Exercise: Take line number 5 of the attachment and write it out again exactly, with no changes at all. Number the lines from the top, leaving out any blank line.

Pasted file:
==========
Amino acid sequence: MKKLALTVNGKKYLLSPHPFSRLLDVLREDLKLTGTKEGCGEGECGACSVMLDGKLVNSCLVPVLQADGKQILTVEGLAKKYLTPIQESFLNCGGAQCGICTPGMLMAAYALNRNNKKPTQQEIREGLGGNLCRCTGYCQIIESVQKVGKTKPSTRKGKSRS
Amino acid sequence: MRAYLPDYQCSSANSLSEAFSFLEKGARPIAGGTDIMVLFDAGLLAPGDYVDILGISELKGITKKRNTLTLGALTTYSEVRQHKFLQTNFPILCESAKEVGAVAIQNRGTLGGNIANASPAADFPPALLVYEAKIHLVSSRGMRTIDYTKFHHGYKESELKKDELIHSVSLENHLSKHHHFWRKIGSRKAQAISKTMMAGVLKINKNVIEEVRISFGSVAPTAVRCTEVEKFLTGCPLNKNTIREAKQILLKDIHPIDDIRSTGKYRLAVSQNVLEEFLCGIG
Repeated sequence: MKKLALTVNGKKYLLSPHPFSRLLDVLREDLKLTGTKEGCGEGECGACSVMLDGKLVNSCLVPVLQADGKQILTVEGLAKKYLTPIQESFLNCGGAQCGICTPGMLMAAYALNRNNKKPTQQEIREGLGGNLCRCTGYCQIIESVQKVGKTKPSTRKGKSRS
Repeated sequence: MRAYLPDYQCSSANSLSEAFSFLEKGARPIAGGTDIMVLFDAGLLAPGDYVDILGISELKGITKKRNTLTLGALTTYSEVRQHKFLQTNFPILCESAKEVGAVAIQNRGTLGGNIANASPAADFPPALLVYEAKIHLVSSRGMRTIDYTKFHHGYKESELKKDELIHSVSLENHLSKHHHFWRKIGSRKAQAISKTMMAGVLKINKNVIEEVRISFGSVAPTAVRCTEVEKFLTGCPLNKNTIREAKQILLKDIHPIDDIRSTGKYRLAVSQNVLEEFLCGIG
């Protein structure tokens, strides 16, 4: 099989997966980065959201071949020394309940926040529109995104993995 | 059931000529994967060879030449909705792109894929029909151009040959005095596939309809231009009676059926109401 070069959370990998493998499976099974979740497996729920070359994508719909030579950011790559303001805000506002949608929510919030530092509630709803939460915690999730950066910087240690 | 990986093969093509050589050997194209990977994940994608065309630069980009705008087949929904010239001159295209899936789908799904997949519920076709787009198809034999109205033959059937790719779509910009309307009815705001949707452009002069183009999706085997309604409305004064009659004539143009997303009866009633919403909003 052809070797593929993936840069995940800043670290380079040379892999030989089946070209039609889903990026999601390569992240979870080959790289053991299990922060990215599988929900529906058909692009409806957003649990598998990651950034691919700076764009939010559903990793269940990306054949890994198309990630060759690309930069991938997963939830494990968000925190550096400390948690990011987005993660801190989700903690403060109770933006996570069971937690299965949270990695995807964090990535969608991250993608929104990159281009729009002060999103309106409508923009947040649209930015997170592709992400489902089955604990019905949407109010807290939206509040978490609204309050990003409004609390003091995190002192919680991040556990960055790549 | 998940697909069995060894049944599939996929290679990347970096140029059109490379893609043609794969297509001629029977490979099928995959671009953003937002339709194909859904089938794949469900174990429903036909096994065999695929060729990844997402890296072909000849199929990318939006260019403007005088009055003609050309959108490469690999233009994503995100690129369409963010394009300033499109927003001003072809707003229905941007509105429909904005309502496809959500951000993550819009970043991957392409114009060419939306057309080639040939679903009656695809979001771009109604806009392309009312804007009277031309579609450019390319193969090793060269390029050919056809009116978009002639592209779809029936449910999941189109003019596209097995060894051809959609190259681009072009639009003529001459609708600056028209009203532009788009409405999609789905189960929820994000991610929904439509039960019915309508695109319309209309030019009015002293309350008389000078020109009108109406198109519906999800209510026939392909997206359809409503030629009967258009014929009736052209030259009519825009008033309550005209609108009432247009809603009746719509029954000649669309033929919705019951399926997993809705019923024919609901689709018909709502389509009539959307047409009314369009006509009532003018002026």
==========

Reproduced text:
């Protein structure tokens, strides 16, 4: 099989997966980065959201071949020394309940926040529109995104993995 | 059931000529994967060879030449909705792109894929029909151009040959005095596939309809231009009676059926109401 070069959370990998493998499976099974979740497996729920070359994508719909030579950011790559303001805000506002949608929510919030530092509630709803939460915690999730950066910087240690 | 990986093969093509050589050997194209990977994940994608065309630069980009705008087949929904010239001159295209899936789908799904997949519920076709787009198809034999109205033959059937790719779509910009309307009815705001949707452009002069183009999706085997309604409305004064009659004539143009997303009866009633919403909003 052809070797593929993936840069995940800043670290380079040379892999030989089946070209039609889903990026999601390569992240979870080959790289053991299990922060990215599988929900529906058909692009409806957003649990598998990651950034691919700076764009939010559903990793269940990306054949890994198309990630060759690309930069991938997963939830494990968000925190550096400390948690990011987005993660801190989700903690403060109770933006996570069971937690299965949270990695995807964090990535969608991250993608929104990159281009729009002060999103309106409508923009947040649209930015997170592709992400489902089955604990019905949407109010807290939206509040978490609204309050990003409004609390003091995190002192919680991040556990960055790549 | 998940697909069995060894049944599939996929290679990347970096140029059109490379893609043609794969297509001629029977490979099928995959671009953003937002339709194909859904089938794949469900174990429903036909096994065999695929060729990844997402890296072909000849199929990318939006260019403007005088009055003609050309959108490469690999233009994503995100690129369409963010394009300033499109927003001003072809707003229905941007509105429909904005309502496809959500951000993550819009970043991957392409114009060419939306057309080639040939679903009656695809979001771009109604806009392309009312804007009277031309579609450019390319193969090793060269390029050919056809009116978009002639592209779809029936449910999941189109003019596209097995060894051809959609190259681009072009639009003529001459609708600056028209009203532009788009409405999609789905189960929820994000991610929904439509039960019915309508695109319309209309030019009015002293309350008389000078020109009108109406198109519906999800209510026939392909997206359809409503030629009967258009014929009736052209030259009519825009008033309550005209609108009432247009809603009746719509029954000649669309033929919705019951399926997993809705019923024919609901689709018909709502389509009539959307047409009314369009006509009532003018002026």